So one could assume that, if there is a threat to what we want—if a company limits our service—we will look elsewhere in the market for alternatives. For example, in rural areas, where a cable company might try to control access, there would be a ready market for satellite services. The market has a way of working things out.
But the president is claiming that there’s a public outcry. Four million requests to the FCC for net neutrality. First, the number, as of mid-September was 3.7 million opinions. That’s around 1% of the population. Not all were in favor, but a vast majority were. But, in the election we just had, did it come up anywhere? Was that on the mind of the public? Did a single official get elected because of his/her position in favor of getting government to insert itself in controlling the Internet?
There’s a difference between being in favor of a free and open internet and being in favor of a new regulatory agency, or relabeling the internet as a public utility that the government can control.
Let’s explain it in terms of a highway, since “information superhighway” is a term the president used. So, we have a freeway, with multiple lanes. No one is limiting you, as a driver, to only certain lanes. But someone starts a fear campaign saying, “Red cars could get special treatment; someone could step in and make a rule that only red cars can drive in the left lane, and they can go ten miles an hour faster than the other lanes. That’s not fair. We need a new government agency to step in and make sure no one can set up these special red-car lanes. We need lane neutrality!”
Our roads are free and open now. If someone tried to set up special lanes, without making a case that the market agrees to, the market would naturally find better ways. Setting up a new agency wouldn’t improve things for us; it would, instead, give authority to some agency to determine how the lanes are used. And if you give that authority away, you place the choice on how the lanes will be used in the hands of that agency. You do the exact opposite of protect your free lane use.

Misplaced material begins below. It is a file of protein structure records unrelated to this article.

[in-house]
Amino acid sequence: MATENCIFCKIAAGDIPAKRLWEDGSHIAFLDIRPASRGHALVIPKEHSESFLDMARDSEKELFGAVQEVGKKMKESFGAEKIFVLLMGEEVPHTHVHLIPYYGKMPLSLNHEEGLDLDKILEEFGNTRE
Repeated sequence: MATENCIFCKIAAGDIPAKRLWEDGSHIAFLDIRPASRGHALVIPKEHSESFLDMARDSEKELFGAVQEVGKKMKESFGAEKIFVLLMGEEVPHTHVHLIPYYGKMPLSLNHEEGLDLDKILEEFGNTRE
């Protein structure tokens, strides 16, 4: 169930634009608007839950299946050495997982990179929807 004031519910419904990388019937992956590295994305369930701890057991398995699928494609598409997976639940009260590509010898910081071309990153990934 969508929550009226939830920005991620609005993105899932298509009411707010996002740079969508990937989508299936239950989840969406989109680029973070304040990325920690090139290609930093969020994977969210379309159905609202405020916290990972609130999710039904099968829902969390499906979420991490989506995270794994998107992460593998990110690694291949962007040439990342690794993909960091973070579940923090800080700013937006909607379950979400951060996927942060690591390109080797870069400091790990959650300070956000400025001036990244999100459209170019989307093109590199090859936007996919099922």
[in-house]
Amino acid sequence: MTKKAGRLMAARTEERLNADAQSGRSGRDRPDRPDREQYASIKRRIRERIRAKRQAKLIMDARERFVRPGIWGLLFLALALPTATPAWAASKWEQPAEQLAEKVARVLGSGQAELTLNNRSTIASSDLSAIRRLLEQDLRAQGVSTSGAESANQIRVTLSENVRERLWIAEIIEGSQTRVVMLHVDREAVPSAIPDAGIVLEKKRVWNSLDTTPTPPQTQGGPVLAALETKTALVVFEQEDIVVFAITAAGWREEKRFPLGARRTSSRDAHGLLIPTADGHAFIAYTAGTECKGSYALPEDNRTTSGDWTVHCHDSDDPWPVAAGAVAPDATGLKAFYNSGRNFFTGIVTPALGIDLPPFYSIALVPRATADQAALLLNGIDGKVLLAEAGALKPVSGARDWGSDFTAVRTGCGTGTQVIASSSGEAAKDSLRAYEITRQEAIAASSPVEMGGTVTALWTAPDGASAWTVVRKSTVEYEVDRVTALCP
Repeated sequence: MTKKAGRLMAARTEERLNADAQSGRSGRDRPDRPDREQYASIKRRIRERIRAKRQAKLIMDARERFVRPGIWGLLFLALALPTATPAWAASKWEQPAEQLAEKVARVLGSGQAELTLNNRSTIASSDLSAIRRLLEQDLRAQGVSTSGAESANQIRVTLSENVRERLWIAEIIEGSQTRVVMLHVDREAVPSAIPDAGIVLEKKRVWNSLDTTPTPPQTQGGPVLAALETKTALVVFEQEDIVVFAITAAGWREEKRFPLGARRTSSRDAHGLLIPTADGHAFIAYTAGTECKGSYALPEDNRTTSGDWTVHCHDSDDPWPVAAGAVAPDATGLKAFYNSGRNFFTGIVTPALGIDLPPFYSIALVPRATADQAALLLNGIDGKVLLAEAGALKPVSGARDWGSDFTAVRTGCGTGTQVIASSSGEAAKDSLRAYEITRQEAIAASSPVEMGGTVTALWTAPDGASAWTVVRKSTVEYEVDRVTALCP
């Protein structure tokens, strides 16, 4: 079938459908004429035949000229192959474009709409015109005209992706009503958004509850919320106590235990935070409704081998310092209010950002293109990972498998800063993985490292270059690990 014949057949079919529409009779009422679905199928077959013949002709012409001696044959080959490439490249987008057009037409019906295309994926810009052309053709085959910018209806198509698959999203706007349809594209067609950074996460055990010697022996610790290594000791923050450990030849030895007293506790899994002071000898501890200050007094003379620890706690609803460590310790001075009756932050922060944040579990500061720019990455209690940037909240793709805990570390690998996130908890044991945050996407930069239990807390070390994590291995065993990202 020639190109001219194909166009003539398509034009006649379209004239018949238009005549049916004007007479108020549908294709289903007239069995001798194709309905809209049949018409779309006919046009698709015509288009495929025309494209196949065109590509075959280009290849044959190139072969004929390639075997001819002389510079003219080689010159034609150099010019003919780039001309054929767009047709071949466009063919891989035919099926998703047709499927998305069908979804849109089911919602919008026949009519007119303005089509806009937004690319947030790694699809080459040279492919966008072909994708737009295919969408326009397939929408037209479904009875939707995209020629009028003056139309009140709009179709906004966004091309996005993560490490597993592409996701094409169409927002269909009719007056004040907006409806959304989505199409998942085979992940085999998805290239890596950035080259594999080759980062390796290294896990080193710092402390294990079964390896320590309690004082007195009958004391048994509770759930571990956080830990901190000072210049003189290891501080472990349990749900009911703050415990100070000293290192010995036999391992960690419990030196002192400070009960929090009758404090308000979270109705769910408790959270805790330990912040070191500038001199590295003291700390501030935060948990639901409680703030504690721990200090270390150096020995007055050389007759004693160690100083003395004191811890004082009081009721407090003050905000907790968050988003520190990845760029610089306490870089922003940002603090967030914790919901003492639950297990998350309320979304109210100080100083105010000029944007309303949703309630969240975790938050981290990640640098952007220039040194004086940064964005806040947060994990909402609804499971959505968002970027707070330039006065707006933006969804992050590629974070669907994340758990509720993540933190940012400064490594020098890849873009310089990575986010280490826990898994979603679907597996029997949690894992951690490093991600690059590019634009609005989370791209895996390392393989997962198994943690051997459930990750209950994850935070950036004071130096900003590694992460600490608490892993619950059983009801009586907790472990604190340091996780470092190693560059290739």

There’s a further question about the public outcry for “net neutrality.” A look under the surface is likely to show that it’s the bigger companies, claiming they’re thinking of the little guy, while setting up regulations that will limit entry by new businesses—in other words, will limit their competition.
We have seen this before. I heard Milton Friedman say this in a speech in 1980:
[Businesses] aren’t promoting free enterprise when they ask for handouts and regulations and controls to avoid competition.
The two greatest enemies of free society are intellectuals and businessmen—for opposite reasons. Intellectuals want freedom for themselves but no one else. Businessmen want free enterprise for everyone else, but special consideration for themselves.
And, just an aside, is anyone else bothered that the president is pushing this proposal and then stepping back and saying, since the FCC is an independent agency (i.e., under the executive branch over which he presides), the decision of whether to interfere with our free and open Internet is already in their hands?
If we turn to the principles that lead to freedom, prosperity, and civilization, we can see where a policy will lead. Government must be limited to the proper role of government, as listed in the preamble to the Constitution:
·         Establish Justice
·         Insure domestic Tranquility
·         Provide for the common defence
·         Promote the general Welfare
·         Secure the Blessings of Liberty to ourselves and our Posterity
There’s nothing in there that says, “When a new technology gets to a point that we all want it, the government should step in and make sure everyone gets it, and makes sure it gets offered in exactly the same quality to everyone, regardless of ability to pay.”
If people use the technology to harm one another, steal another’s property, or in any way endanger life, liberty, or property, then the justice role of government is already in place. If government does anything beyond its proper role, it will cause unintended consequences. Always.
But there’s something we can predict about those unintended consequences: they will be approximately the exact opposite of the purported purpose of the government interference.
So, in this case, we can agree we like having a free and open internet, and we want that to continue. If we have government step in with the claim that we can’t have a free and open internet without it, we can be certain the interference will mean less freedom, less openness, less innovation. There will likely be favoritism to particular businesses or points of view—control a tyrannical government would be especially gleeful to grab.

No comments:

Post a Comment